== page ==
Scofield, having first played with the guitarist some 14 years ago. "I think he’s playing as good as any
drummer in the history of jazz," Scofield states. "Bill knows everything that I’m playing harmonically,
and with that understanding, he responds to what Steve and I play in an incredibly musical way. And
also, he’s got great time: His inner clock is set and it does not move!"

Stewart’s rock-steady pulse and unique rhythmic conception are readily apparent from the opening
bars of "Wee," the Denzil Best-penned bop standard that opens EnRoute. "We got into playing this
tune years ago because Bill plays a fantastic beat on it," Scofield explains, "and the way Steve breaks
it up on bass, no one plays like that. It’s a jazz tune and it’s swinging, but it’s grooving in another kind
of way, too. I wanted to start the album with this because it’s so happy, and also because the way
these guys play it is so unique.

"Toogs" was inspired by the two miniature dachshunds that guard the Scofield home. "‘Toogs’ stands
for ‘two dogs,’" he explains, somewhat sheepishly. The generous, loping melody paints a scene of
domestic bliss. Midway through, however, Scofield and Stewart launch into a heated exchange more
than slightly reminiscent of Coltrane and Jones’s legendary duels, while Swallow settles into a backing
vamp. "It starts as this pretty little thing," Scofield says, "and then there’s a dogfight at the end!"

The third selection, "Name That Tune," is a timely reminder that bassist Swallow is also a composer of
distinction. Hailing from his 1997 release, Deconstructed, the mysterious tune might seem oddly
familiar. "Steve wrote an entire album of melodies over the changes of existing jazz standards,"
Scofield explains, "and this one is on the changes to ‘Perdido.’ We take it at a breakneck pace. It’s
bebop for 2003, but very much rooted in the tradition."

Scofield’s 16-year-old son Evan provided the oddly poetic title of "Hammock Soliloquy," which rocks
back and forth between a slow Stewart strut and a breezier uptempo beat. ‘"I played him a rehearsal
tape of this, and right away he said, ‘Hammock Soliloquy." The quirky title deftly combines a
Shakespearean reference with the to-and-fro rocking of the composition -- poetic indeed.

The next tune ‘Bag’ is a rollicking blues. "Swallow started calling Bill ‘Bag’ a long time ago," Scofield
says. "I’m not sure why, except maybe that Bill’s suitcase is always a complete wreck, and Swallow’s
is always pristine." Since Stewart was the one who reminded Scofield of the tune (written in the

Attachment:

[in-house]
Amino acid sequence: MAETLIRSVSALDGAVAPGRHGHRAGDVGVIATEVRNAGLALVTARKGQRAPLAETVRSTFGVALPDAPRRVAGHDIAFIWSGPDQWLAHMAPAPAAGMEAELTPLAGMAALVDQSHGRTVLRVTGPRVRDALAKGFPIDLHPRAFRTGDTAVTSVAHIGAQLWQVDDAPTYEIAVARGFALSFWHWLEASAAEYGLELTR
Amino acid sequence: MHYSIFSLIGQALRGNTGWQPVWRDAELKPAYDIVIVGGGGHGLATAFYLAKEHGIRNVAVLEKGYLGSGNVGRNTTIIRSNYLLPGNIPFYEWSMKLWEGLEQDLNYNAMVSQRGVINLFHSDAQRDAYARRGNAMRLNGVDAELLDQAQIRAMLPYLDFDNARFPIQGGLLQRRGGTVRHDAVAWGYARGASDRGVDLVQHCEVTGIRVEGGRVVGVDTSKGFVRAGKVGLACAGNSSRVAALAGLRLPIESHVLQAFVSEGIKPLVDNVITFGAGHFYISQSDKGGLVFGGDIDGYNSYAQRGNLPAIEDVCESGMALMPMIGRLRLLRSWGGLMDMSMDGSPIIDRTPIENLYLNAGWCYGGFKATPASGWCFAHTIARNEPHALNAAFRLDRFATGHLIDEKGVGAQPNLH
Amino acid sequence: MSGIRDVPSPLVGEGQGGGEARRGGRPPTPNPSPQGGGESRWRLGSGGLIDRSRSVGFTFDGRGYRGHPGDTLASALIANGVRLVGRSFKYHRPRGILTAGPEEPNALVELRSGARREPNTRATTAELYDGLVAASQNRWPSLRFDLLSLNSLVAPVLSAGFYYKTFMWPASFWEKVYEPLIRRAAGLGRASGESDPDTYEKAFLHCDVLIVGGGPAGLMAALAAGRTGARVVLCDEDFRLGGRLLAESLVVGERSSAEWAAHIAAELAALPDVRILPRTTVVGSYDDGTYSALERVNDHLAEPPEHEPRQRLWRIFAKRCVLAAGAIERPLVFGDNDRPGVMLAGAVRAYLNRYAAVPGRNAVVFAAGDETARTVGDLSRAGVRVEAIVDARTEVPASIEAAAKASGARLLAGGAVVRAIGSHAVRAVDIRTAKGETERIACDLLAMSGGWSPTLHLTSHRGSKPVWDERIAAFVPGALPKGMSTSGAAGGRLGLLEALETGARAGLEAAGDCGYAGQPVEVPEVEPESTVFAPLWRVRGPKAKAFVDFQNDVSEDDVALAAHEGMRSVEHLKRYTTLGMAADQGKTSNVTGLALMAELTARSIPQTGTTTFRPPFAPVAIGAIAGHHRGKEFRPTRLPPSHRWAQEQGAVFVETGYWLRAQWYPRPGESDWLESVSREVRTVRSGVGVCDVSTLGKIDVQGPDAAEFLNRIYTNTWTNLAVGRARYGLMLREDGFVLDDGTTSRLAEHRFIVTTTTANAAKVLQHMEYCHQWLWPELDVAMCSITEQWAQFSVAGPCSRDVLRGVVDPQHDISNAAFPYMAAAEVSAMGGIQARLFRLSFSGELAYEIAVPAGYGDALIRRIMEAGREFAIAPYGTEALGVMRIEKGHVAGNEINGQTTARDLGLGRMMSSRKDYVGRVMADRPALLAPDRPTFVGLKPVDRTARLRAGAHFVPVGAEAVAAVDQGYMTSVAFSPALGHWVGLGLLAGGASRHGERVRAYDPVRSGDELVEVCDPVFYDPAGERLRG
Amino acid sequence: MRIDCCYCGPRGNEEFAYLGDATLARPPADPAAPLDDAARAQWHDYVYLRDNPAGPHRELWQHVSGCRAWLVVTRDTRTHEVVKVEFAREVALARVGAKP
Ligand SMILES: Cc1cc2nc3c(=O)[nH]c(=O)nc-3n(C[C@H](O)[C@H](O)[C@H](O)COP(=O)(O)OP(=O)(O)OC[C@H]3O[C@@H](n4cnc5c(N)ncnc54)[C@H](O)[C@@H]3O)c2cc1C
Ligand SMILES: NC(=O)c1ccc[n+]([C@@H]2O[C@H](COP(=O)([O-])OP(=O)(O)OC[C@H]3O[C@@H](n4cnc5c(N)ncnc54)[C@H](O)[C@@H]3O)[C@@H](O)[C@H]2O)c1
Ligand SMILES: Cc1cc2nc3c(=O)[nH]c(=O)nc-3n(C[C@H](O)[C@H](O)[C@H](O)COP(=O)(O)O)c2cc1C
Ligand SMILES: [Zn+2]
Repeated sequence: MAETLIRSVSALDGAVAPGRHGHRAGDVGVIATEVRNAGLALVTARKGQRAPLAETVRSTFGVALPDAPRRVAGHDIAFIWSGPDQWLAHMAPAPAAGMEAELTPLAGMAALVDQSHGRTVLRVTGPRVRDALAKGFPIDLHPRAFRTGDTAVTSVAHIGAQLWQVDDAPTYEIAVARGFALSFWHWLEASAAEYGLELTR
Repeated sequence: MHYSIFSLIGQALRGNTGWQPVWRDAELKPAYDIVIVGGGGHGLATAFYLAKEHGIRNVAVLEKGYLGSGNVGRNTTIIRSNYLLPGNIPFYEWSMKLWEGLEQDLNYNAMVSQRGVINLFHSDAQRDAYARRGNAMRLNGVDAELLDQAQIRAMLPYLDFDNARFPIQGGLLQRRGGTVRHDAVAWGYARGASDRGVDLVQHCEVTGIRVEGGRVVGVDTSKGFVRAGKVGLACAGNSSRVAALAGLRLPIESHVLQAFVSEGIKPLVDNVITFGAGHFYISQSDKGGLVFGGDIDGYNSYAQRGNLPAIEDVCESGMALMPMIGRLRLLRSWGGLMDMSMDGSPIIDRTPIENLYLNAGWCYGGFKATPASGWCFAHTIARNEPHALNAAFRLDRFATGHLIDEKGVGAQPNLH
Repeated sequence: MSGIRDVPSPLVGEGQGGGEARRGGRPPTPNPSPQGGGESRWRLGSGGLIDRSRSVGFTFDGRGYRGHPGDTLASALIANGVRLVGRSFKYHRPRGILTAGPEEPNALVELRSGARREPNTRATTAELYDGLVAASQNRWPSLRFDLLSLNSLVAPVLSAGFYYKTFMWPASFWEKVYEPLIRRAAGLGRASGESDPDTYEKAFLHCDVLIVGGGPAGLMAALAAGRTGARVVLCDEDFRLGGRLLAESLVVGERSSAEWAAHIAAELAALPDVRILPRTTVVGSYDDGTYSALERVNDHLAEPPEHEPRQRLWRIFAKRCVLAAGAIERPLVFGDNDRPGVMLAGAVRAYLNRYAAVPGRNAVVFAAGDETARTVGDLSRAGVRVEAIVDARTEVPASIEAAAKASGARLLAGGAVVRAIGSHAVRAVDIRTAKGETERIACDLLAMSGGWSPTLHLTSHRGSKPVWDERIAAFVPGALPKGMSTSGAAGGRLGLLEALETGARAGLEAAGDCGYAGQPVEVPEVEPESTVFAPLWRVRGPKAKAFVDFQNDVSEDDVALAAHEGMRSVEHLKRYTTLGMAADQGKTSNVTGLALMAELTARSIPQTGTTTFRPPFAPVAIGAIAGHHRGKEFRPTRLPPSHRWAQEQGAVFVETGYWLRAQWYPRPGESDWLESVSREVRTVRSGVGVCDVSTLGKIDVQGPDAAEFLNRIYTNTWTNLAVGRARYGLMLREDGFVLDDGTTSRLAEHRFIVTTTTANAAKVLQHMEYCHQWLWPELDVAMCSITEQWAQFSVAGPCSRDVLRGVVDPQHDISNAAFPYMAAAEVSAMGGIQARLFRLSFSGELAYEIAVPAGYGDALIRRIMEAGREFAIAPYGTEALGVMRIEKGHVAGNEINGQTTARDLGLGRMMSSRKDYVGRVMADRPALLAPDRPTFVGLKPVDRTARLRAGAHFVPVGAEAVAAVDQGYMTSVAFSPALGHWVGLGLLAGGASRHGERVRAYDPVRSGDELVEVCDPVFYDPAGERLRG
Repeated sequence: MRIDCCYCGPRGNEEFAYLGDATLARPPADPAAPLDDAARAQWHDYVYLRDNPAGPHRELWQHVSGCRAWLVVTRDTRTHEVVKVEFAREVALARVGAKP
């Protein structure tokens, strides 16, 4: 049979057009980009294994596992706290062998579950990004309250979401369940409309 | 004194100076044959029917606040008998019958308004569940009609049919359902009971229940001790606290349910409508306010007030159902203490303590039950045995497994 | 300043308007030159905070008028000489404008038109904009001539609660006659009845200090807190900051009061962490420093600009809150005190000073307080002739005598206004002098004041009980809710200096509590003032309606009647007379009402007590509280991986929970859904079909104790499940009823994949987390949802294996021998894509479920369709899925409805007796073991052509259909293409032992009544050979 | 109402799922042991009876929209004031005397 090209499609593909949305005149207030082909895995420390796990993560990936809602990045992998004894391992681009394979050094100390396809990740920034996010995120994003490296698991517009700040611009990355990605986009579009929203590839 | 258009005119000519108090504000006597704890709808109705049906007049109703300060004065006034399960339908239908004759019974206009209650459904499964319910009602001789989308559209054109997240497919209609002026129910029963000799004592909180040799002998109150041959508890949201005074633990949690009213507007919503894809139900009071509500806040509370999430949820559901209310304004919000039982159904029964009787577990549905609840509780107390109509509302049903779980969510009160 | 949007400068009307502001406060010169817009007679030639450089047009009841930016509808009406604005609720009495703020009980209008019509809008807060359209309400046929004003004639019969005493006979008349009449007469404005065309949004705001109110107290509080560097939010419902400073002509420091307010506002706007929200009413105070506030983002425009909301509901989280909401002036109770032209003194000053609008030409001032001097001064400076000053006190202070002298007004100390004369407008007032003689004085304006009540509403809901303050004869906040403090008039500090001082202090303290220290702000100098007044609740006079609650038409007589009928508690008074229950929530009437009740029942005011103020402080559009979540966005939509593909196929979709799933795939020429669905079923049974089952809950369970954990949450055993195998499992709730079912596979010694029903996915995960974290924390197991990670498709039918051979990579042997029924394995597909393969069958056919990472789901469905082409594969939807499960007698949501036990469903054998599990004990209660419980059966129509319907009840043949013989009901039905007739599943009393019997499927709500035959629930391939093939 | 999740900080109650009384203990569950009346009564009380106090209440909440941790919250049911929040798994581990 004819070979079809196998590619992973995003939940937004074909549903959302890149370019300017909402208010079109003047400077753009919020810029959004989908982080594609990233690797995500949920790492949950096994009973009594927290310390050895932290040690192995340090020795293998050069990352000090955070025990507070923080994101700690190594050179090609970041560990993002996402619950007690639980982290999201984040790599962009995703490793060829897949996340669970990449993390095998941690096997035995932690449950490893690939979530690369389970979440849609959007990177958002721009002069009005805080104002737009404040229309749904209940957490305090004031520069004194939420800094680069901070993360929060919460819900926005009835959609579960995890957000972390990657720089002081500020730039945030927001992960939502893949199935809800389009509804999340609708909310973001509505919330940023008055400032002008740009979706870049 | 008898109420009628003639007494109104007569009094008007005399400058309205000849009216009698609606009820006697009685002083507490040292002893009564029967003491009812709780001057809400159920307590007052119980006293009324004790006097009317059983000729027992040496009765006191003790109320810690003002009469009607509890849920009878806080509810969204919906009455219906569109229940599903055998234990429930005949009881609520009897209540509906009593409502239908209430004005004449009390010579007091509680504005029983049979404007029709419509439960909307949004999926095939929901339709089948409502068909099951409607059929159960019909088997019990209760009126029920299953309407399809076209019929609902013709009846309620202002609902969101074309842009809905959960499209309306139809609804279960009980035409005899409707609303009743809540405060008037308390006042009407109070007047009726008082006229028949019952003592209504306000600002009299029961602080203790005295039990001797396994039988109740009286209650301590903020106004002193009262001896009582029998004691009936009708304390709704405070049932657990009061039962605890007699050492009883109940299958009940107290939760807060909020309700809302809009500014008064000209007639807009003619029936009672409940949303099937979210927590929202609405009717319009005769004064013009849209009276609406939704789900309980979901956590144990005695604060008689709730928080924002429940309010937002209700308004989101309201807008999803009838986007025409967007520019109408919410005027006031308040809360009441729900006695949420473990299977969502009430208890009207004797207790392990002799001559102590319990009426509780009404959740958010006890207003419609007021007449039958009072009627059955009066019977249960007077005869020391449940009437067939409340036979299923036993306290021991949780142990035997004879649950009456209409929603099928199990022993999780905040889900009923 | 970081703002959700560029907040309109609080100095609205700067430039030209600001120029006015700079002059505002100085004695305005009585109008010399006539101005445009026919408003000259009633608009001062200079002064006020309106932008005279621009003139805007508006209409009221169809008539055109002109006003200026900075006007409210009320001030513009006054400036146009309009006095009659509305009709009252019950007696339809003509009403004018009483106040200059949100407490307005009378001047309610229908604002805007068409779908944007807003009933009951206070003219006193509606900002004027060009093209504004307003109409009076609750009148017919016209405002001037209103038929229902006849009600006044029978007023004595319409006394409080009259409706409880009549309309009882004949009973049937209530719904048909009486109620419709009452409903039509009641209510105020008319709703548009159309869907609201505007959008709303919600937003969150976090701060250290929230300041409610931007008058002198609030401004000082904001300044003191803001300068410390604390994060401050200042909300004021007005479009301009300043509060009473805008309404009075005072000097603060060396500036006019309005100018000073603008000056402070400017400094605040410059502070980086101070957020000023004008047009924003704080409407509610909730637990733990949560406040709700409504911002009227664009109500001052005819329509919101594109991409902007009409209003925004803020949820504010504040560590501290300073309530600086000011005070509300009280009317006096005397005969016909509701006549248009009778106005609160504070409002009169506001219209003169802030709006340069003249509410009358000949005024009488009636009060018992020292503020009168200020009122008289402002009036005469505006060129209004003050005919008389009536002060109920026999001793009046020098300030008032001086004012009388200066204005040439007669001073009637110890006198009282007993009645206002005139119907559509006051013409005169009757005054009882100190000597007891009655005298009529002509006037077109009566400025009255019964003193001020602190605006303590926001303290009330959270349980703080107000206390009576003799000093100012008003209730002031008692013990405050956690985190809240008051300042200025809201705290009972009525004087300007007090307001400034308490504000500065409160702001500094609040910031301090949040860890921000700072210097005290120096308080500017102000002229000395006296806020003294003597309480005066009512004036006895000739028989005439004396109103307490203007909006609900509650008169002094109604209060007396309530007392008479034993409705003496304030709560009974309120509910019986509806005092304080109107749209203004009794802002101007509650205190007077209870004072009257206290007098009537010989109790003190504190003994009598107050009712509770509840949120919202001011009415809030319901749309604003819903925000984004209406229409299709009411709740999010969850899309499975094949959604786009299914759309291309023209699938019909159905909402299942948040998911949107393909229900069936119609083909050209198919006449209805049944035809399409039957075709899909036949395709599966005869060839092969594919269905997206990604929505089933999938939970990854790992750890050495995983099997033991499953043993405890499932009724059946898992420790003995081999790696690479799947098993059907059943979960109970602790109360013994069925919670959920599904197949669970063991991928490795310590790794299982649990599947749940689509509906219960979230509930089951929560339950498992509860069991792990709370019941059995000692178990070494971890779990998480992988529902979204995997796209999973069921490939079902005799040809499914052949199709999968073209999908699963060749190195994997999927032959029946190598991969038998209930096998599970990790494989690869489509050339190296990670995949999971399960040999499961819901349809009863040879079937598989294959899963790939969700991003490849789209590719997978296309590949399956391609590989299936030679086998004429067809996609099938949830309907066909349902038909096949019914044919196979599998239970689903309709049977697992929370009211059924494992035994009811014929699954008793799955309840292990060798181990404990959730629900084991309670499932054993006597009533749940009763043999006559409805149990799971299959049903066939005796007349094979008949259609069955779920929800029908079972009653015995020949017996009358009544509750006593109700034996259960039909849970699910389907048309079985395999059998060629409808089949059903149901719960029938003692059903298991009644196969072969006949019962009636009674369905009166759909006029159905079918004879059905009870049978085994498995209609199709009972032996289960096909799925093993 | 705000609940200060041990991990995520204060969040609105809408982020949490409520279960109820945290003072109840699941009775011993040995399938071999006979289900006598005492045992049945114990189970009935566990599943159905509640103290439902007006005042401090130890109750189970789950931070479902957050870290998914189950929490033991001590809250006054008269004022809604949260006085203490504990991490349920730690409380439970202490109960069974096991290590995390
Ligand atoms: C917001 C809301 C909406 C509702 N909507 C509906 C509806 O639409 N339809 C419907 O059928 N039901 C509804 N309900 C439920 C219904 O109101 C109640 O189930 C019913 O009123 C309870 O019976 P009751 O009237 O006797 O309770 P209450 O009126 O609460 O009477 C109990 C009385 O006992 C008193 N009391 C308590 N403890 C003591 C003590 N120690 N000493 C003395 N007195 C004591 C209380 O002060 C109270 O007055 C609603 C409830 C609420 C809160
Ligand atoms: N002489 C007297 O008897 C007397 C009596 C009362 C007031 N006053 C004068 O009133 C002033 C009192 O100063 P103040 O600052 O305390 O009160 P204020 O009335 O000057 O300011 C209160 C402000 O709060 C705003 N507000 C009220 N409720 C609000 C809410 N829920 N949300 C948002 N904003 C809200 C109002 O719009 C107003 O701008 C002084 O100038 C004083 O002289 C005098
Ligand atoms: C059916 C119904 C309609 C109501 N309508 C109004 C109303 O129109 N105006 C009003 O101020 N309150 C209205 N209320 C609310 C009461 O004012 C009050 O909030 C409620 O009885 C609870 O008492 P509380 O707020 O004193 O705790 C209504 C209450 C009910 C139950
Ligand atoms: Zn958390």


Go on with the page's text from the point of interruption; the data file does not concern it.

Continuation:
earliest years of their collaboration), the guitarist felt it only fair to name it for the drummer.

Scofield and his bandmates stretch out and intertwine with familiar grace and ease in "It Is Written."
The song spices up the set list with its perky rhythm and sophisticated chord progression.

Burt Bacharach and Hal David’s "Alfie" is a timeless standard. "It’s one of my favorite songs of all time,
especially Dionne Warwick’s recording," Scofield says. It’s really not so easy to improvise on, because
the form is very long. It takes a special treatment; that’s probably why not so many jazz artists have
played it." The ballad affords Swallow a breathtaking solo in the top range of his instrument, which lets
him sound like the masterful guitarist he is.

The busy, bustling "Travel John" gives a sense of forward momentum with no time out to stop and
catch your breath.

Finally, borrowing the same trick that Swallow used for "Name That Tune," Scofield based "Over Big
Top" on the bass line and rhythm of one of his own tunes -- "Big Top," from his 1995 album, Groove
Elation. "I just had ‘Over Big Top’ written on the top of the lead sheet," Scofield explains. The tune’s
twangy melody and funky strut inspire Scofield to uncork one of his most unfettered solos, rousing the
audience to its most boisterous reaction. Stewart’s rambunctious rhythmic displacements and ringing
accents help end the set on a high note.

And in the end, that’s what EnRoute is all about: three musicians grooving in front of an enthusiastic
audience and the special synergy that unfolds between them. "It’s impossible to judge your own work
completely," Scofield says, "but I think this is some of my best playing. We definitely hooked up as a
group, and it brought us to places we don’t usually get in the studio."